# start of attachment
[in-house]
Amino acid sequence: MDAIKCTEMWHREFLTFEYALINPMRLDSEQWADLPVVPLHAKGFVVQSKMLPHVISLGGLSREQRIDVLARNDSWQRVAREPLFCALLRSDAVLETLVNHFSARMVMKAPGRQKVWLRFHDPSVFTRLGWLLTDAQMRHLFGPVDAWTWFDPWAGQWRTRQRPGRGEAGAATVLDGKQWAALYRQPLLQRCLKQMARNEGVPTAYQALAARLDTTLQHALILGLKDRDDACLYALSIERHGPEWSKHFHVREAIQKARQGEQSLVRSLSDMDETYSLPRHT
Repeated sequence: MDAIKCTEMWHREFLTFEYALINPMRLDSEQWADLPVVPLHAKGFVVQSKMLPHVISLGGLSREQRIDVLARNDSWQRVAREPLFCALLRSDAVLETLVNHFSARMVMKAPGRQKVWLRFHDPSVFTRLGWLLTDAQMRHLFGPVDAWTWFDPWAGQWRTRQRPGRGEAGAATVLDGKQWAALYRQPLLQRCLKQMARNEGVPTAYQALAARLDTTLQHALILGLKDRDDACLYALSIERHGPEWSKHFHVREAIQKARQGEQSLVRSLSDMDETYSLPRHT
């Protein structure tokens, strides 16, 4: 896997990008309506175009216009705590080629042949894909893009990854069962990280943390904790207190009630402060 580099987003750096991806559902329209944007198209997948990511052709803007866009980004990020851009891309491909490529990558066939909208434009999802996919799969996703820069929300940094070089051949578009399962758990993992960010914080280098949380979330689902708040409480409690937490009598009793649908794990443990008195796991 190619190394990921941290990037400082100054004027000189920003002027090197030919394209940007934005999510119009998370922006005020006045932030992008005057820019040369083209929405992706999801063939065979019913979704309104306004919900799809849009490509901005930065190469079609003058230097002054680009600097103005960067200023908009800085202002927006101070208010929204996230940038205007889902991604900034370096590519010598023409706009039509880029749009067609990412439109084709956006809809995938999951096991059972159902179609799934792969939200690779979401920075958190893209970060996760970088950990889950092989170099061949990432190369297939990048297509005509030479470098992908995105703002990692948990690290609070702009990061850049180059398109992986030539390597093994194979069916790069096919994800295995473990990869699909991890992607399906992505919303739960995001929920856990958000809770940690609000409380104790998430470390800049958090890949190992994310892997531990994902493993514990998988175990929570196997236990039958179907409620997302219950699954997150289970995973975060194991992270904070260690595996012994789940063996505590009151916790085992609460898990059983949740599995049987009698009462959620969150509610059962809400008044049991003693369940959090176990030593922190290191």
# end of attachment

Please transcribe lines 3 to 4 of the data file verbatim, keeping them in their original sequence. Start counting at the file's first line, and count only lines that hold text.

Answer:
Repeated sequence: MDAIKCTEMWHREFLTFEYALINPMRLDSEQWADLPVVPLHAKGFVVQSKMLPHVISLGGLSREQRIDVLARNDSWQRVAREPLFCALLRSDAVLETLVNHFSARMVMKAPGRQKVWLRFHDPSVFTRLGWLLTDAQMRHLFGPVDAWTWFDPWAGQWRTRQRPGRGEAGAATVLDGKQWAALYRQPLLQRCLKQMARNEGVPTAYQALAARLDTTLQHALILGLKDRDDACLYALSIERHGPEWSKHFHVREAIQKARQGEQSLVRSLSDMDETYSLPRHT
């Protein structure tokens, strides 16, 4: 896997990008309506175009216009705590080629042949894909893009990854069962990280943390904790207190009630402060 580099987003750096991806559902329209944007198209997948990511052709803007866009980004990020851009891309491909490529990558066939909208434009999802996919799969996703820069929300940094070089051949578009399962758990993992960010914080280098949380979330689902708040409480409690937490009598009793649908794990443990008195796991 190619190394990921941290990037400082100054004027000189920003002027090197030919394209940007934005999510119009998370922006005020006045932030992008005057820019040369083209929405992706999801063939065979019913979704309104306004919900799809849009490509901005930065190469079609003058230097002054680009600097103005960067200023908009800085202002927006101070208010929204996230940038205007889902991604900034370096590519010598023409706009039509880029749009067609990412439109084709956006809809995938999951096991059972159902179609799934792969939200690779979401920075958190893209970060996760970088950990889950092989170099061949990432190369297939990048297509005509030479470098992908995105703002990692948990690290609070702009990061850049180059398109992986030539390597093994194979069916790069096919994800295995473990990869699909991890992607399906992505919303739960995001929920856990958000809770940690609000409380104790998430470390800049958090890949190992994310892997531990994902493993514990998988175990929570196997236990039958179907409620997302219950699954997150289970995973975060194991992270904070260690595996012994789940063996505590009151916790085992609460898990059983949740599995049987009698009462959620969150509610059962809400008044049991003693369940959090176990030593922190290191």